This is the thing, I wore a brace for several years when I was younger, and had a sum total of twelve and a half teeth removed over the course of a few years (mostly milk teeth to make room for new teeth, four permanent teeth, plus weird extra half-tooth), and it was painful and miserable and generally quite grim, and at the end of it all I still have crooked teeth. So I'm a bit sceptical about the efficacy of these things. (I don't care about the crooked front teeth, they don't seem to bother me at all. I'm not aiming for Miss Colgate 2003 or anything.)

On the other hand -- I think the half-tooth is about the only thing that stops my face being utterly generic.

It's unlikely to hurt and won't be hugely expensive in the scheme of things.

When I asked (several years ago) they said it'd involve wearing a fixed brace for about three years and it'd be painful and expensive. (And that was when I'd have still been getting some dental work free on the NHS!) Now I can't for the life of me see how a brace will make my tooth grow, but that did rather put me off it. (Maybe they were talking about the crooked front teeth as well?)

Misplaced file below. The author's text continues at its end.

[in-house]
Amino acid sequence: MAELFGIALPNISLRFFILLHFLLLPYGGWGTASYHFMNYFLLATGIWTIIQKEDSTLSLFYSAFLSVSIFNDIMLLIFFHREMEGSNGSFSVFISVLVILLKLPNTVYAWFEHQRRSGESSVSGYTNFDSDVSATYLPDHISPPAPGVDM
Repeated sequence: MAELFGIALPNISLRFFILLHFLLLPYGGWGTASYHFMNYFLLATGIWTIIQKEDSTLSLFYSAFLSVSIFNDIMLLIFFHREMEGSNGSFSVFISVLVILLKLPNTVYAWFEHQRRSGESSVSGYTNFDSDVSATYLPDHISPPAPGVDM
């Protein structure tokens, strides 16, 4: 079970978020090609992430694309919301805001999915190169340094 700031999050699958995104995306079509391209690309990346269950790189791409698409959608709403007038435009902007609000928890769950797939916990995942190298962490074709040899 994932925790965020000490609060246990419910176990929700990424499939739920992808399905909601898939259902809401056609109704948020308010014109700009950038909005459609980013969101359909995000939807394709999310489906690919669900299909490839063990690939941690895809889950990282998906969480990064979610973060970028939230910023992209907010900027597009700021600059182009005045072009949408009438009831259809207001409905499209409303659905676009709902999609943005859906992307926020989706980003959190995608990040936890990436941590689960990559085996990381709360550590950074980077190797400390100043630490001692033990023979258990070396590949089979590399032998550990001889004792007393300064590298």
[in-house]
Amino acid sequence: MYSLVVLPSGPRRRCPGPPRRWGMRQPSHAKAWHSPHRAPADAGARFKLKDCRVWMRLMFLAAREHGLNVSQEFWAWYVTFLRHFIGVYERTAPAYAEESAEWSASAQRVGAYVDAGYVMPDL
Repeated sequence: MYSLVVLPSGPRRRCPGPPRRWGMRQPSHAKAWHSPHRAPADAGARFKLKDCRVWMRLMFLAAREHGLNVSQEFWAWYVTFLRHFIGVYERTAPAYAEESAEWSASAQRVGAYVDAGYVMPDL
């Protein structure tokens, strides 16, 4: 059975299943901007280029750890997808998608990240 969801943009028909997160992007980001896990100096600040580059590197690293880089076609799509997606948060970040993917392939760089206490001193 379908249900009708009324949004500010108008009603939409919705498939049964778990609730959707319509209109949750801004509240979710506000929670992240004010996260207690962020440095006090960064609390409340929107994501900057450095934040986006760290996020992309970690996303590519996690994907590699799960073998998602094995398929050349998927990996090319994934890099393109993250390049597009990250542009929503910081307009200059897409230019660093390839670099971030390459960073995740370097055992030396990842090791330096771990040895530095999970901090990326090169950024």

I can't say that I've ever really noticed it, TBH, which clearly means it isn't one of the most noticeable things about you (either that or it's because I've never tried snogging you :-) ).

I doubt if it makes much difference to the snogging! ... Hey, here's a thought, maybe I should just get my tongue pierced to detract attention from the tooth. Now that would make a difference to the snogging. ;-)
bopeepsheep From: bopeepsheep Date: May 14th, 2003 05:47 am (UTC) (Link)
Well I can't see why getting it capped would involve a brace. I think they probably were including other teeth in that, unless the idea is that somehow the brace would pull the tooth down... but that does seem very strange and unlikely. I can see how that would put you off, though.